President Trump took office promising more than $1 trillion in infrastructure spending over the next 10 years, supposedly bringing an end to the ‘American carnage.’ His bold claims prompted investors to pile into infrastructure funds and stocks over the course of 2017.
Since then, the US has had more than five so-called ‘infrastructure weeks’ – periods marketed as points in the legislative calendar when Congress would get to work allocating that $1 trillion to projects intended to fix the US’ crumbling national systems. Despite these various attempts, neither Congress nor the president has been successful in crafting any sort of comprehensive federal infrastructure package. It means that this week (beginning November 5) – as Americans go to the polls for the midterm elections – is shaping up to be the only infrastructure week in the past two years when anything gets done.
Infrastructure is largely the domain of state and local governments, which finance projects through municipal bonds, public-private partnerships and project finance. Major elections are when many of those projects get approval through ballot initiatives. During the 2016 election, voters gave the green light to $200 billion of infrastructure spending through local ballot initiatives nationwide. This month’s midterms will be no different, as voters will have the chance to approve tens of billions of dollars in additional projects and to pick 36 new governors – decisions which are likely to have a significant impact on the infrastructure project pipeline.
On your marks
Investors are already lining up ahead of the vote. A record $37 billion was raised for infrastructure funds in the third quarter, according to alternatives research firm Preqin. Much of that is going into infrastructure megafunds from the likes of Blackstone and KKR, but Preqin’s data also shows that there are more than 150 funds in the market targeting $142 billion in investor capital. Asset raising for infrastructure in 2018 is on pace to beat 2017, which also broke records.
‘Politically, this is the one issue that has bipartisan support and broad-based public support,’ said Alex Bertram, head of infrastructure finance for the Americas at ING. ‘The real issue, though, is what’s happening on the ground. In many cases, it comes down to who is the mayor or the governor. That determines whether and when these projects go forward. Even so, we are seeing projects pop up all over the place.’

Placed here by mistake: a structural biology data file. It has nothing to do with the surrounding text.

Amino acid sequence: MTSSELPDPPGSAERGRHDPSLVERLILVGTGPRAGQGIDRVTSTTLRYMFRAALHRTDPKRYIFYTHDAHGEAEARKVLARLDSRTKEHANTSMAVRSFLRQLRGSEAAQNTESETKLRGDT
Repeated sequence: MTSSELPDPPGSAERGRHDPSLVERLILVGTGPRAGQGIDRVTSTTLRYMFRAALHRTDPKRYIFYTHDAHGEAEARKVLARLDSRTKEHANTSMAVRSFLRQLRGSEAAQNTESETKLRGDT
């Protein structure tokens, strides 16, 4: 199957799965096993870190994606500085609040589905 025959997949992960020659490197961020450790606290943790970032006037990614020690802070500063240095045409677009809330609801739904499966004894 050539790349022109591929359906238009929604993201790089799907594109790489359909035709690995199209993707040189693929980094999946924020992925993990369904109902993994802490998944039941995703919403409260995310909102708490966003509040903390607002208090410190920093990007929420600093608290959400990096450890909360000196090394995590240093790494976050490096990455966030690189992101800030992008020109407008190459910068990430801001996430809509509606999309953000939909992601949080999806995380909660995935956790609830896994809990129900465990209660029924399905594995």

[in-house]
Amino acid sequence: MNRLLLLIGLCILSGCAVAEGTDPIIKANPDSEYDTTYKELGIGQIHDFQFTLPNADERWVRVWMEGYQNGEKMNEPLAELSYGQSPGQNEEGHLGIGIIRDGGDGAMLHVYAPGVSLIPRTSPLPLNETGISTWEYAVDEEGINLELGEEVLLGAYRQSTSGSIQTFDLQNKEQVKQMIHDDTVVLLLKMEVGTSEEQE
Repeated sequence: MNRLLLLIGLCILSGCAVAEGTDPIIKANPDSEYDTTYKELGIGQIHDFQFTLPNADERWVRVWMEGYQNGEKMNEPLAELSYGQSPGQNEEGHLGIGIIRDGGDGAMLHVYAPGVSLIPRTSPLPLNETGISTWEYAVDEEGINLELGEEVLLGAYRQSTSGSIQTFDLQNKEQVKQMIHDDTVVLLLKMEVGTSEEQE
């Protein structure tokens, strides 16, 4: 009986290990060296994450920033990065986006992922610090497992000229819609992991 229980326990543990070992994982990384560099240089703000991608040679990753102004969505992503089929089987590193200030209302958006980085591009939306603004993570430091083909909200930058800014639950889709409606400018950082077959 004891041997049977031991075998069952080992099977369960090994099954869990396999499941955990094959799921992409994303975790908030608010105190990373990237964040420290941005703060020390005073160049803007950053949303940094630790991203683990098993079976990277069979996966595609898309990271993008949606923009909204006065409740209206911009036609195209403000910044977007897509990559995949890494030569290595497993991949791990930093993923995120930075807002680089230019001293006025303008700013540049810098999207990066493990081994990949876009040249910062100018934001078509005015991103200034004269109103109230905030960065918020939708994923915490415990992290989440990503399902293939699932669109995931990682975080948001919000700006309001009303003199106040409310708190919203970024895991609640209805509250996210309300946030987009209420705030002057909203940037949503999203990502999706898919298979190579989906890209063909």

So what is driving this shift? Historically, it has been hard to get big funding packages approved for infrastructure projects because of the political risk of spending millions of dollars on something, only for it to turn into a white elephant that goes over time and over budget.
But new data shows that the public is ready to spend. In a recent poll by transportation consultant HNTB, 46% of respondents said that they would be willing to pay higher tolls or other surcharges to cover the cost of road improvements.
Another survey by the Brookings Institution shows that infrastructure policy and potential spending is playing a key role in all 36 races for governor. Candidates willing to look beyond just transportation issues and provide specific plans about water, broadband and other issues are gaining traction among voters.
Seizing the initiative
The way that projects are financed may be changing too, and this could be a boon for infrastructure funds. The Tax Cuts and Jobs Act of 2017 created so-called ‘Opportunity Zones,’ which provide tax breaks for developers and private equity funds that finance projects in low-income areas. Changes in the tax treatment of municipal bonds could also make public-private partnerships and private financing more advantageous for certain projects. Localities are understandably taking a closer look.
‘The tax-exempt bond market for state and local governments has really created an overdose of debt at the municipal level,’ said Rob Collins, managing partner and head of North American infrastructure at private equity firm 3i. Collins was part of the business advisory group that worked with the Trump administration on its initial infrastructure policy discussions after the 2016 election. ‘From a fiscal discipline perspective, state and local governments are exploring more private investment in infrastructure to avoid adding to that debt load.’
What’s more, by turning to private capital via public-private partnerships or project finance, state and local governments would be taking a lead from how the rest of the world finances its infrastructure. ING’s Bertram pointed to recent terminal upgrades at LAX in Los Angeles and at JFK in New York as examples of successful improvements that were able to move forward because of project finance. ‘Project finance in the US is still a small part of the market overall, but it’s getting bigger each year,’ he said.